Toilet of the Future

Credit: Seung-Min Park/ Stanford University School of Medicine

When you think of the future, you think of smart cars and robots, whereas, ‘smart’ toilets are probably the last thing to enter your mind. Well, researchers at Stanford university seem to have designed just that, a ‘smart toilet’ that can analyze your stool and urine for early signs of cancer and other diseases.

Dropping off a stool sample at the lab or going in for a urine sample can be quite an embarrassing task for an individual. With the smart toilet researchers aim to bring a little relief to patients. According to a study recently published in the journal Nature Biomedical Engineering, the toilet will have the capability to carry out urinalysis, uroflowmetry, defecation monitoring, and biometric identification. 

Installation of a fingerprint scanner in the flush lever. 
Source: Sanjiv S. Gambhir/Nature Biomedical Engineering

Identifying users via their anal print

A Two-factor user identification system is employed to create a user profile. You would think a fingerprint scanner in the flush lever would be enough to identify a toilet user but, the researchers took this one step further and also installed a camera to analyze a person’s anal creases. Which, quite literally, scans for their anal print. A cloud-based health portal is then used for the safekeeping of the user’s data. Rest assured, although the images are used to identify an individual, they are not uploaded to the cloud or shared with their doctor.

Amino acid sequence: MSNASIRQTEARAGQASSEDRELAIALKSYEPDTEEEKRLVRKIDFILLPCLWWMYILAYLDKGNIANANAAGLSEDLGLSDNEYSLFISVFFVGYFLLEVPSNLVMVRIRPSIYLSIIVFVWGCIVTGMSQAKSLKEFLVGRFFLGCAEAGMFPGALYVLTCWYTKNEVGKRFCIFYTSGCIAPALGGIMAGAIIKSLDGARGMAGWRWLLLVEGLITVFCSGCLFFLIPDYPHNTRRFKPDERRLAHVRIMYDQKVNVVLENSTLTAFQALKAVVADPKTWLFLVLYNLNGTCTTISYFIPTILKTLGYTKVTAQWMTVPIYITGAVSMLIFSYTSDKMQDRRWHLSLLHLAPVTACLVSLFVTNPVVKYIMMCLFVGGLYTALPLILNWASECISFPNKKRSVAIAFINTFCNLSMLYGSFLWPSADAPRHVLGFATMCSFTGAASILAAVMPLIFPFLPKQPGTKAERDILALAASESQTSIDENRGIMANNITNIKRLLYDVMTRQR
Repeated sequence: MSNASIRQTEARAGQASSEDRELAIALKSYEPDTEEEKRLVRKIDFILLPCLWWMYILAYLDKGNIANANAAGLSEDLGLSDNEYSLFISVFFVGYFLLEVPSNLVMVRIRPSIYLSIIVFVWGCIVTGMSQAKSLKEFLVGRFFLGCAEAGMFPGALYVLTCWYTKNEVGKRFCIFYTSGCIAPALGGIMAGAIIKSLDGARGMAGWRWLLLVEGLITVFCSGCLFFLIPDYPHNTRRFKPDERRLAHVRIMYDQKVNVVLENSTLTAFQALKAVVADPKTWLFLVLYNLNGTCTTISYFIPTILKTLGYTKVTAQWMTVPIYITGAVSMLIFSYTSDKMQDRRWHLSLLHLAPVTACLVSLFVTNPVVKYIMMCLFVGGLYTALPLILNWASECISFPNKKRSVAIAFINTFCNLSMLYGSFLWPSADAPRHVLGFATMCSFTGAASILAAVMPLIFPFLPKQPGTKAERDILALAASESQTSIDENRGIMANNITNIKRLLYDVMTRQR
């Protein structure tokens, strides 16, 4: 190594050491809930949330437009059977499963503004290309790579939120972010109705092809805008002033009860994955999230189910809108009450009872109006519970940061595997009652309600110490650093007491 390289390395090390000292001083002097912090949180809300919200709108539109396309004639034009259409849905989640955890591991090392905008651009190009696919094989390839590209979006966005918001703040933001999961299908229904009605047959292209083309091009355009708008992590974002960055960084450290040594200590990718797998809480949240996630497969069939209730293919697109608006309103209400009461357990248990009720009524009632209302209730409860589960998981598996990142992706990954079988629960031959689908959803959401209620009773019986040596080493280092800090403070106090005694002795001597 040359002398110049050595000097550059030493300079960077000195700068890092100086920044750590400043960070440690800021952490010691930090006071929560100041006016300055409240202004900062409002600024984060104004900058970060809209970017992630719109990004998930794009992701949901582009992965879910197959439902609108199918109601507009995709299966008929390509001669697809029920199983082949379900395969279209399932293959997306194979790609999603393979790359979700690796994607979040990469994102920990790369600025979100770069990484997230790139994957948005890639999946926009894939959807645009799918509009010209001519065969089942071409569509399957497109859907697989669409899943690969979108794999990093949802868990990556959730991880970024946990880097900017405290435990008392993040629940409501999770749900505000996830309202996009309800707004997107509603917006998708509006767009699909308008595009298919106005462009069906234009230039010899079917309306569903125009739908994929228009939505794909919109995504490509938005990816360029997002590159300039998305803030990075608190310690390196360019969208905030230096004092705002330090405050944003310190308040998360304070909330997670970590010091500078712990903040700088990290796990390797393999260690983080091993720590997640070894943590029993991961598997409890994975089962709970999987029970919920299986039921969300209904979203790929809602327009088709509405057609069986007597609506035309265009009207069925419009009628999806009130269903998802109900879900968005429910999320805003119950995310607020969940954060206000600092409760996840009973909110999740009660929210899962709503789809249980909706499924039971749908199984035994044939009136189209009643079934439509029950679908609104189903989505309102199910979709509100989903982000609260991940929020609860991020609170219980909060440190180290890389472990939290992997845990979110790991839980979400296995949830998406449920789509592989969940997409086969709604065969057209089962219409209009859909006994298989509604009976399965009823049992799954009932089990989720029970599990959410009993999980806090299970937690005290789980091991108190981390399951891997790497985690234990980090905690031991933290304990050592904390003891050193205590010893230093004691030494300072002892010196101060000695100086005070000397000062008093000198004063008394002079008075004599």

We know it seems weird, but as it turns out, your anal print is unique

Professor Sanjiv Gambhir

51% of patients with colorectal cancers experience altered bowel movements 

By analyzing s patient’s stool sample for shape, color, blood and fat content, you can help diagnose many gastrointestinal diseases such as malabsorption disorders, inflammatory bowel diseases, and colorectal cancers. Rectal bleeding and change in bowel habits are some of the earliest signs of colorectal cancers. An early diagnosis can increase a patient’s chance of survival. 

A closer look at the schematic of the smart toilet system, including the analprint scan process.
Source: Sanjiv S. Gambhir/Nature Biomedical Engineering

By using pressure and motion sensors, computer vision as uroflowmeters and urinalysis strips, researchers hope to analyze the biochemical composition of a user’s urine and help diagnose benign prostatic hyperplasia, urinary tract infections, and urologic cancers. 

Not so ‘smart’ toilet

There seem to be quite a few limitations to the smart toilet system. The unsterile environment of a toilet will require the integration of self-cleaning mechanisms, to avoid false positives in biochemical assays deployed in the toilet system. 

The current toilet system has only been tested for standing male participants so far. Changes will have to be made to the design of the smart toilet system so as to account for the differences in the female and male urinary systems and make it more accessible for all genders.

Although the current toilet system cannot be considered a screening or diagnostic tool, it will function as a daily monitor of human waste, collecting data on the user’s health. The collected data will not only act as an early warning signal for serious diseases but also as a guide for the treatment and management of various illnesses.


Park, S., Won, D.D., Lee, B.J. et al. A mountable toilet system for personalized health monitoring via the analysis of excreta. Nat Biomed Eng (2020). 

Majumdar SR, Fletcher RH, Evans AT. How does colorectal cancer present? Symptoms, duration, and clues to location. Am J Gastroenterol. (1999)


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